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The mother of Aaron Hern talks to reporters about how people can help her family and themselves in the wake of the Boston Marathon bombing.
The television live trucks packed the streets outside the Martinez City Hall so that reporters from around the Bay Area, the country and even the world could hear from the parents of 12-year-old bombing victim Aaron Hern.
Katherine and Alan Hern spoke on Friday for the first time in depth about the day that changed their family's life.
Among the first words out of Katherine's mouth came in the form of a prayer, "Come Holy Spirit. We have been delivered from evil."
Aaron was not at the event outside Martinez City Hall; he was home, waiting for his folks to return so he could get a haircut.
"We'll never be able to erase for him," what happened, Katherine Hern said. "We've tried to give our children a certain level of resiliency...But we never imagined them happening to us."
What happened was a national tragedy.
On April 15, Aaron was one of the nearly 200 people who were injured in the Boston Marathon blasts. He was waiting for his mother to finish the race, when he was struck by shrapnel from the pressure cooker bombs set off that day. Surgeons had to remove the metal shards from his leg, and he remained in Boston at Children's Hospital until last week. No one else in the family was injured in the blast, including his 10-year-old sister, Abby.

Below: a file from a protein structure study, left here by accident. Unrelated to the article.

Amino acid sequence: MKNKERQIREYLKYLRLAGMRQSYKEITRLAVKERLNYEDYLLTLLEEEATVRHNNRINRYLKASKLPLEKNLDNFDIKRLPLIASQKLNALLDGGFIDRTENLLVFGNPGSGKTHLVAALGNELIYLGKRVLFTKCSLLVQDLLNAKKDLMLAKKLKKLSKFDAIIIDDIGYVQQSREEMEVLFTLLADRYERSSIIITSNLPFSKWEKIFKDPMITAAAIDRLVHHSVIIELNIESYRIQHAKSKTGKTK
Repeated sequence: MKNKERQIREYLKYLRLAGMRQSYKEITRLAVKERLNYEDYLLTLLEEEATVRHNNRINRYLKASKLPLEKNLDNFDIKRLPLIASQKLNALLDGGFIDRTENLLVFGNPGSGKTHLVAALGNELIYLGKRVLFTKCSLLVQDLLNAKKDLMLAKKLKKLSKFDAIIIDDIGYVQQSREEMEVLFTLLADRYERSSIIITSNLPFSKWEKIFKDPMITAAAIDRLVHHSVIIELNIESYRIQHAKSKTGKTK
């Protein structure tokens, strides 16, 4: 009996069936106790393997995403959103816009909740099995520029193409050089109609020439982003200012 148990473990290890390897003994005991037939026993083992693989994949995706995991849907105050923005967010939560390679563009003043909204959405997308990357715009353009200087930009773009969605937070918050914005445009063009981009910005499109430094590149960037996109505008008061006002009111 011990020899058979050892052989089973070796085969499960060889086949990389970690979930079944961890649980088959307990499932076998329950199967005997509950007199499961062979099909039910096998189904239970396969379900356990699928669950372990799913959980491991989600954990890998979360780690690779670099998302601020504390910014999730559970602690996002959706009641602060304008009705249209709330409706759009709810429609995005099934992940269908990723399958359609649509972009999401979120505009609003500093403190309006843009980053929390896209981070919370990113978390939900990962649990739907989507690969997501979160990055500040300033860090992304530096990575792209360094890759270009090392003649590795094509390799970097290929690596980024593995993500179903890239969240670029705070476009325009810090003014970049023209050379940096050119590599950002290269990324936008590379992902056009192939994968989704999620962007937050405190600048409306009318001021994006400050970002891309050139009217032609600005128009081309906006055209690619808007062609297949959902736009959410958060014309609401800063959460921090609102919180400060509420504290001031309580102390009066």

The Herns told the harrowing story of the bombing and the outpouring of help that followed within seconds of the blast on Boylston Street.
Alan Hern, a football coach at Alhambra Valley High School, detailed how his son's recovery is progressing: He had to have 86 staples removed from his body, mostly his legs, and he still has some hearing damage left in his ear from a hole in his eardrum. Alan Hern expected Aaron to be back on his feet in about six weeks.
The hardest part for Aaron has not been the physical challenges, his dad said, but the emotional ones.
"He doesn't think that he deserves all the attention," Alan Hern said. "It's really hard for him."
Aaron has been the beneficiary of much attention.
The sixth grader had courtside seats at Thursday's Warriors basketball game, where they beat the Nuggets and now advance to Round 2 of the NBA playoffs, courtesy of the team. He was also paid hospital visits by First Lady Michelle Obama and members of the Oakland A's baseball team while he was at Children's Hospital in Boston.
His mother said that now, Aaron just wants to get back to school and do normal things.
"He's worried about his grades," Katherine Hern said. "He's ready to be Aaron again."